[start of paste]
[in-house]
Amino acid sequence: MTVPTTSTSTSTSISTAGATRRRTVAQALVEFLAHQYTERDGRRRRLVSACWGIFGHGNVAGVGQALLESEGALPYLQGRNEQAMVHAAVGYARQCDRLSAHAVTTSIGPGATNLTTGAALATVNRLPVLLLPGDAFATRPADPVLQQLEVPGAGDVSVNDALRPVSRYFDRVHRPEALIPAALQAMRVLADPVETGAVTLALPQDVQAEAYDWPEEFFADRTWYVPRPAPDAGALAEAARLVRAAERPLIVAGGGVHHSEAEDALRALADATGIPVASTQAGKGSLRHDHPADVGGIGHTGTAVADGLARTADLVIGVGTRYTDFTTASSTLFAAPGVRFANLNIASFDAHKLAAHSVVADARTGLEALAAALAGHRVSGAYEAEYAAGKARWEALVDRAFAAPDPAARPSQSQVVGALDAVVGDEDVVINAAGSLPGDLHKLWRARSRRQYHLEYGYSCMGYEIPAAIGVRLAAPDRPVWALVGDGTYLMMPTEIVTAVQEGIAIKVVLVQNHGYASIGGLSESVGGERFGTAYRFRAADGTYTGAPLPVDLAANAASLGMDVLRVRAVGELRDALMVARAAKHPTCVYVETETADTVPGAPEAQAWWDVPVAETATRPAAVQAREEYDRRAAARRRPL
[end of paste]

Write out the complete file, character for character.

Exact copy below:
[in-house]
Amino acid sequence: MTVPTTSTSTSTSISTAGATRRRTVAQALVEFLAHQYTERDGRRRRLVSACWGIFGHGNVAGVGQALLESEGALPYLQGRNEQAMVHAAVGYARQCDRLSAHAVTTSIGPGATNLTTGAALATVNRLPVLLLPGDAFATRPADPVLQQLEVPGAGDVSVNDALRPVSRYFDRVHRPEALIPAALQAMRVLADPVETGAVTLALPQDVQAEAYDWPEEFFADRTWYVPRPAPDAGALAEAARLVRAAERPLIVAGGGVHHSEAEDALRALADATGIPVASTQAGKGSLRHDHPADVGGIGHTGTAVADGLARTADLVIGVGTRYTDFTTASSTLFAAPGVRFANLNIASFDAHKLAAHSVVADARTGLEALAAALAGHRVSGAYEAEYAAGKARWEALVDRAFAAPDPAARPSQSQVVGALDAVVGDEDVVINAAGSLPGDLHKLWRARSRRQYHLEYGYSCMGYEIPAAIGVRLAAPDRPVWALVGDGTYLMMPTEIVTAVQEGIAIKVVLVQNHGYASIGGLSESVGGERFGTAYRFRAADGTYTGAPLPVDLAANAASLGMDVLRVRAVGELRDALMVARAAKHPTCVYVETETADTVPGAPEAQAWWDVPVAETATRPAAVQAREEYDRRAAARRRPL